Russia still has many weapons it could use to try and win the war in Ukraine: It is hard to believe, but after months of fighting Ukraine, the Russians have yet to use some of their most powerful weapons. Some of these arms are not likely to make an appearance on the battlefield any time soon, but they do give Russia a number of especially destructive options to fall back on. Tactical nuclear warheads come to mind, because Russian President Vladimir Putin has threatened their use. Beyond that option, Russia does have a modern tank that is probably not ready for prime time; a land-attack cruise missile that is in reserve; a doomsday torpedo; and even a space weapon that could destroy American satellites by creating dangerous debris fields.
Battlefield Nuclear Weapons
The Russians might grow so frustrated with their performance in Ukraine that they resort to using one of the estimated 2,000 tactical battlefield nuclear weapons they have in reserve. These could be delivered by Iskander land-attack missiles for dramatic effect. It is not clear what the U.S. or NATO response would be if the Russians did the unthinkable. A more likely scenario would be for the Russians to test a nuclear device in Kazakhstan. This would show the West that Putin means business.
Nuclear Torpedoes: A Black Sea Threat
Another nuclear-capable system is the Poseidon atomic torpedo. The Poseidon is 7 feet in diameter and 65 feet long, and it weighs 100 tons. It glides through the waves at an estimated speed of 70 knots. The Poseidon is larger than the U.S. Navy’s Mark 48 torpedo, which weighs 3,500 pounds. The nuclear warhead can be up to two megatons. The Poseidon is not supposed to enter service for another five years. If the war goes long, or if it eventually turns into a frozen conflict, this nuclear torpedo could threaten the port of Odessa.
Russia’s T-14 Armata Tank: Loaded with Features
Russia is more likely to bring new tanks to the battlefield than they are to use tactical nuclear weapons. The T-14 Armata main battle tank has a fearsome reputation, but Russia just can’t get it to the front lines. Observers suspect that Western sanctions have made serial manufacturing of the T-14 impossible. If the tank reaches Ukraine, its unmanned turret would provide more survivability against anti-tank missiles such as the Javelin and NLAW that are wreaking havoc on Russian armor. The T-14 has a 125-mm smoothbore gun and an automated loader. The main gun is also designed to fire laser-guided missiles.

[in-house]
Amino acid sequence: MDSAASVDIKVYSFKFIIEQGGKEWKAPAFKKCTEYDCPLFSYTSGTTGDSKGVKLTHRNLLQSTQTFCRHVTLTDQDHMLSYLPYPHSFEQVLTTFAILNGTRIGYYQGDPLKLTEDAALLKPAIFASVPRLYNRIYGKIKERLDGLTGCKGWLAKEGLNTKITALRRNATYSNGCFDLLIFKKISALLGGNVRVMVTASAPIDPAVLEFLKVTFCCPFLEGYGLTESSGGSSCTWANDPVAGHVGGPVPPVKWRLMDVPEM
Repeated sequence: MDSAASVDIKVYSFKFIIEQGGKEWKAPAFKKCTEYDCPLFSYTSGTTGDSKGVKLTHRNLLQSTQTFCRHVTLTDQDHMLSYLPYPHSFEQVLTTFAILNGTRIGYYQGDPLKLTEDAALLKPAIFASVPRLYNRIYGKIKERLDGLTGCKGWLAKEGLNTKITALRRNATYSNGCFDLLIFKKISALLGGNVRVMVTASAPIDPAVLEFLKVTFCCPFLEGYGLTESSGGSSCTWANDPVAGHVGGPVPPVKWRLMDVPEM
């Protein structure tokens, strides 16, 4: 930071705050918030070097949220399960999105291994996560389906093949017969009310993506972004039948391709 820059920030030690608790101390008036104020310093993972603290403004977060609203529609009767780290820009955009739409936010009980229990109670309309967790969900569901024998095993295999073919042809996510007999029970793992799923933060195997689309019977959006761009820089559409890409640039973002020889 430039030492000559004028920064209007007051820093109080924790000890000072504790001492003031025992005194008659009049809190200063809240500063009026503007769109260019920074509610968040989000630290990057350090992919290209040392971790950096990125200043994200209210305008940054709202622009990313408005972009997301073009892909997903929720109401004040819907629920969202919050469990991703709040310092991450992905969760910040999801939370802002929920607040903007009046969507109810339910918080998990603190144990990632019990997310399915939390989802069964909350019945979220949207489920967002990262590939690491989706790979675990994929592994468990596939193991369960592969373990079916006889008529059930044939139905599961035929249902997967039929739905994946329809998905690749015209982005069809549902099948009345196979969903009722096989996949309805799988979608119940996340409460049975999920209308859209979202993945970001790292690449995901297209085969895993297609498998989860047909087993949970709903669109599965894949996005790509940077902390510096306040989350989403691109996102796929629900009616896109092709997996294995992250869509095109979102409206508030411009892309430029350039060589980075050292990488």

Land Attack Cruise Missiles in Reserve
The Kh-555 air-launched land-attack cruise missile is perhaps in reserve. It might yet make an appearance. The Kh-555 entered service in 2004. It is a long-range standoff missile that is fired from the Tu-160 Blackjack strategic bomber. The Tu-160 can carry twelve Kh-555s. The missile’s 881-pound warhead can be high explosive, penetrating high explosive, or consist of submunitions. The cruise missile is guided by a GPS system.
Russia Starts Space Wars
Speaking of GPS, Russia could take the fight into outer space and endanger the American spy satellites that are sending intelligence to the Ukrainians. In November 2021, the Russians launched a space weapon in what is known as a direct-ascent anti-satellite test. The weapon destroyed one of Russia’s old satellites. The idea is to create a dangerous cloud of space debris from the satellite destruction that could destroy American satellites. It is not clear how the U.S. Space Force would react, but the new service branch does have plans to eliminate space debris fields in the future.
The T-14 Armata and the Kh-555 air-launched cruise missile would probably not make an appreciable difference in Russia’s war against Ukraine. They could give the Russians more ways to stymie Ukrainian counterattacks such as those unfolding in the Donbas region and outside Kharkiv. Russia is not likely to use tactical, low-yield nuclear weapons and space arms systems unless they perceive an existential threat. But they do have these capabilities, and that is enough to give Ukraine and its allies pause as the war moves toward stalemate.
Now serving as 1945’s Defense and National Security Editor, Brent M. Eastwood, PhD, is the author of Humans, Machines, and Data: Future Trends in Warfare. He is an Emerging Threats expert and former U.S. Army Infantry officer. You can follow him on Twitter @BMEastwood.